Excerpts from a speech given by Secretary General Colm Lauder to a gathering by young politicians from across Europe hosted by Young Fine Gael, on the eve of the 2014 EPP Congress in Dublin.
5th March 2014
Today we are only a day away from when we, the EPP family, will select the captain of our team, its commission president candidate, for one of the most significant elections since the foundation of the European Community.
You will remember, it was EPP parties that put their heads above the parapet, and charged the no-mans-land of political and economic chaos enthusiastically, though a sense of duty, by stepping into Government in Portugal, Spain, Greece, Ireland to salvage these economies after the excesses of the Socialists and Liberals during the good years.
However, the difficult decisions and measures our, EPP, Governments had to take to stabilise the Euro Currency, to maintain the cohesiveness of the European Union has made us a target for the Socialists and Eurosceptics as the May elections edge closer.
We should not apologise for taking such decisions, we should not feel guilty for implementing difficult and wholly necessary measures, and we should not bow to such pressure from unrepentant populists.
We accuse the Eurosceptics of wanting to take Europe back to the 1950’s, I believe it is more perhaps 1939 or 1914, but the uncomfortable truth is, that they, particularly extremist parties like UKIP in Britain or Sinn Fein in Ireland, have drastically modernised their arguments and have broadened their views more than we have.
What is so puzzling to many pro-Europeans, like me and most of you here, is that some of our proudest achievements – creating the single market, fostering a European trade agenda and championing democratisation and enlargement in Eastern Europe and the Balkans, are some of the most powerful arguments the Populist Eurosceptics use against us.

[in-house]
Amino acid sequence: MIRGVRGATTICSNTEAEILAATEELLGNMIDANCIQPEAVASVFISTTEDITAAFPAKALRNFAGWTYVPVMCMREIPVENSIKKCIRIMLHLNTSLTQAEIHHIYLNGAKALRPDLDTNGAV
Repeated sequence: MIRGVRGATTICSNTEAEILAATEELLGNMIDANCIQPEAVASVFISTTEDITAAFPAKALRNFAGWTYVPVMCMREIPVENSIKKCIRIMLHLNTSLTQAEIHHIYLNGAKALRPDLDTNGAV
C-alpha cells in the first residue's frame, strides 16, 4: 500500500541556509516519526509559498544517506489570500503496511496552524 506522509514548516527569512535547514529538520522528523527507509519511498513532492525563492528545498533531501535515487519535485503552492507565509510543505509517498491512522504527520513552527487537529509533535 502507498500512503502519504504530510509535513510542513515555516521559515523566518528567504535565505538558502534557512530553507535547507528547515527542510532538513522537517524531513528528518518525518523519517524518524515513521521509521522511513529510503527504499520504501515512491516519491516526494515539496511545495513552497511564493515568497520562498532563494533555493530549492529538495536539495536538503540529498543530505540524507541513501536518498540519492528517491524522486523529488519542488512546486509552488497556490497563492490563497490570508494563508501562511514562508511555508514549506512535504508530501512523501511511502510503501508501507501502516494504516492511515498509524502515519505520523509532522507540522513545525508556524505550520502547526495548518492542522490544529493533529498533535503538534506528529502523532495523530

When the Euro crisis struck, they seized their chance, rather as neo-conservatives did in America after 9/11. Meanwhile the pro-Europeans rationalised, desperately needing to reinvent our arguments and our campaigns. We, in particular YEPP, have done that. We have taken the popular arguments of Eurosceptics and proved that the pro-Europeans too can lead reform, can lead change, can improve Europe.
I am delighted to say that YEPP, through the leadership of President Kyranakis and with the support of Presidents like Dale and Patrick Molloy, has lead that agenda within the EPP family, leading Europe on issues such as tackling Youth Unemployment, Lowering Taxation to make the Europe economy more competitive with China, India, America, to our Citizens First Campaign where we aim to bring Europe closer to its citizens and tackle the disconnect between the European Commission and the European People. It was the youth that took the initiative ahead of the mother party. I am proud of our action and our continued conviction.
Now, we are tackling the populist Eurosceptics head-on with one of their favourite topics: Cutting Red Tape and Bureaucracy in Europe and making it an easier, friendlier place to do business. These new issues, reforms and messages will help us to win this years election, and to secure the Presidency of the Commission. 
But the story is not over; the profound shifts in the global economic and political environments has given us, the pro-Europeans a chance to evolve and strike back with a credible, articulate agenda. We have gladly seized this opportunity.
I am proud that YEPP has led reform from the front, and this week proudly in my home city, Dublin, at the largest Congress in the history of European politics, we will see these ideas, the campaigns you worked to create, help to form a united, a determined campaign to ensure the EPP wins the 2014 elections.
An EPP victory will ensure Europe stays on track for recovery and not dragged into the abyss by Socialists, Eurosceptics, Populists and other assorted vagabonds. Our challenge is not to deny or insult Eurosceptics, Populists and Socialists, but to be better than them, to be more determined, to be open, rational and optimistic Europeans.